Again, since there are neither ideological differences among extant political parties nor ideological consciousness among so-called party members, it is not difficult for any ‘aggrieved’ member to migrate, defect, cross-carpet or decamp. For instance, Yakubu Dogara, who left All Progressives Congress (APC), some few days back, has ‘retraced his steps’, back to the ruling party, because “the mistakes the former administration” in Bauchi State “made are being repeated” by Bala Mohammed, the incumbent governor. Who knows? Since there is no delineation, Dogara can cross the line anytime, even back to his vomit before the end of the year! Interestingly, too, events as they currently unfold in Ondo and Edo States have not only exposed the meaninglessness of the party manifesto, they have also provided a ready platform for its repudiation; for it signifies nothing! Is it any wonder therefore that the system has become so moribund and crime-compliant that one is most certainly bound to be punished for being honest!
Indeed, that each individual poor person decided not to get into trouble is what is currently keeping Nigeria safe; that they still repose any trust in the institution or how governance is structured in Nigeria is a lie! Sad that we have deliberately ruined the social fabric which holds the society together! An average Nigerian is dehumanized and frustrated. No job opportunity in town for the employable graduate until he’s prepared to mortgage his dignity for a pot of porridge. Unlike in the past, when job opportunities abounded for fresh graduates, Nigeria has now become a paradox for a failed state and a waning economy with countless able-bodied men, willing-to-work, but nothing-to-do; therefore, hopelessly roaming the streets. These rumblings and grumblings rocking our ‘padi-padi’ politics have affected every facet of Nigeria’s body politic, including ongoing revelations of thievery and corruption in the land. Of course, where ‘padi-padi’ thrives, law and order can only manifest in their breaches!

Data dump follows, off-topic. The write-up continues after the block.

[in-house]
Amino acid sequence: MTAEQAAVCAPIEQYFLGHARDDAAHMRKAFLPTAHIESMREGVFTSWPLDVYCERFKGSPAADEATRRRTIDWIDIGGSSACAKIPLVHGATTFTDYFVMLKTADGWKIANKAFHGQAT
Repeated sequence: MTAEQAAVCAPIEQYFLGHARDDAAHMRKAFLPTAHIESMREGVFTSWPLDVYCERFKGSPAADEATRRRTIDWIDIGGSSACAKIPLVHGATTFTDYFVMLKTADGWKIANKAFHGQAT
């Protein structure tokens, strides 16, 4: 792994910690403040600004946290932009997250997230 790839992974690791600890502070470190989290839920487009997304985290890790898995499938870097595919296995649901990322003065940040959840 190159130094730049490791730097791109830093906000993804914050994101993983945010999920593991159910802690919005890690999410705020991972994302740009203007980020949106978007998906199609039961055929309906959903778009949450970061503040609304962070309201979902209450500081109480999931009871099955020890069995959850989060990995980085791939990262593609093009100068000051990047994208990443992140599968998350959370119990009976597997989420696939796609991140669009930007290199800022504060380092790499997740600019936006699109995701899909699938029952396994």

Nigeria has the resources, human and materials. But the only challenge troubling her Israel is leadership. It is a curse, which no one has been able to find its source, talkless of uprooting it. In a rather funny-yet-instructive manner, Myetti Allah is contemplating the establishment of an army of vigilantes, or ‘security guards’, similar to the Southwest Amotekun outfit, in every part of Nigeria! Does it mean Southwest’s regional Amotekun will sit idly, and watch helplessly, while Myetti Allah’s boys effect arrests in Yorubaland? Will Myetti militia also operate in the East? Is this a country?
May the Lamb of God, who takes away the sin of the world, have mercy on Nigeria!